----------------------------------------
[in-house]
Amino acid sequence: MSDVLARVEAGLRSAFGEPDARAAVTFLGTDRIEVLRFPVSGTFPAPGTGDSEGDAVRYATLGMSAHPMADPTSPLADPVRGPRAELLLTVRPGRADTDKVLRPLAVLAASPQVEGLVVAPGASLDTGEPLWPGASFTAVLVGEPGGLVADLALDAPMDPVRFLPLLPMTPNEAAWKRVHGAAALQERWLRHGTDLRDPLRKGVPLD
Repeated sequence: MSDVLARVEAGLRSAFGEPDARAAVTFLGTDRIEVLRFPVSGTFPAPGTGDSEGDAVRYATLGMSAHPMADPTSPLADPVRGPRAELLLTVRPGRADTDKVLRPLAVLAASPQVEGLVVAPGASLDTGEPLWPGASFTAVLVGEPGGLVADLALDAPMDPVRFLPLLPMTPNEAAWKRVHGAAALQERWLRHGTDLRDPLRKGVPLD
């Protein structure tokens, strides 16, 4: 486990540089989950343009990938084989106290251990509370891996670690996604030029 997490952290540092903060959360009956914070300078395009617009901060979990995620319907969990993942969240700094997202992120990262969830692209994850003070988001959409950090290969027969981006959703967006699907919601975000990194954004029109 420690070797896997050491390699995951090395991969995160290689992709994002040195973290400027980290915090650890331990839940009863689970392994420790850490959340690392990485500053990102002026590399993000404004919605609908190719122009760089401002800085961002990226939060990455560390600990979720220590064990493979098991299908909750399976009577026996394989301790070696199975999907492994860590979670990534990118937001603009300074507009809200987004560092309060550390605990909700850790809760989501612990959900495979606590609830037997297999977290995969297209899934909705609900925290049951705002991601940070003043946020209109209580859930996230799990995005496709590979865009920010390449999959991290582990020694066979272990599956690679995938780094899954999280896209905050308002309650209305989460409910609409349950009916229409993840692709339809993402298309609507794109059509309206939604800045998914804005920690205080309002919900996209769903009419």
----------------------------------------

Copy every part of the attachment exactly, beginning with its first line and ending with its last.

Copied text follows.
[in-house]
Amino acid sequence: MSDVLARVEAGLRSAFGEPDARAAVTFLGTDRIEVLRFPVSGTFPAPGTGDSEGDAVRYATLGMSAHPMADPTSPLADPVRGPRAELLLTVRPGRADTDKVLRPLAVLAASPQVEGLVVAPGASLDTGEPLWPGASFTAVLVGEPGGLVADLALDAPMDPVRFLPLLPMTPNEAAWKRVHGAAALQERWLRHGTDLRDPLRKGVPLD
Repeated sequence: MSDVLARVEAGLRSAFGEPDARAAVTFLGTDRIEVLRFPVSGTFPAPGTGDSEGDAVRYATLGMSAHPMADPTSPLADPVRGPRAELLLTVRPGRADTDKVLRPLAVLAASPQVEGLVVAPGASLDTGEPLWPGASFTAVLVGEPGGLVADLALDAPMDPVRFLPLLPMTPNEAAWKRVHGAAALQERWLRHGTDLRDPLRKGVPLD
């Protein structure tokens, strides 16, 4: 486990540089989950343009990938084989106290251990509370891996670690996604030029 997490952290540092903060959360009956914070300078395009617009901060979990995620319907969990993942969240700094997202992120990262969830692209994850003070988001959409950090290969027969981006959703967006699907919601975000990194954004029109 420690070797896997050491390699995951090395991969995160290689992709994002040195973290400027980290915090650890331990839940009863689970392994420790850490959340690392990485500053990102002026590399993000404004919605609908190719122009760089401002800085961002990226939060990455560390600990979720220590064990493979098991299908909750399976009577026996394989301790070696199975999907492994860590979670990534990118937001603009300074507009809200987004560092309060550390605990909700850790809760989501612990959900495979606590609830037997297999977290995969297209899934909705609900925290049951705002991601940070003043946020209109209580859930996230799990995005496709590979865009920010390449999959991290582990020694066979272990599956690679995938780094899954999280896209905050308002309650209305989460409910609409349950009916229409993840692709339809993402298309609507794109059509309206939604800045998914804005920690205080309002919900996209769903009419």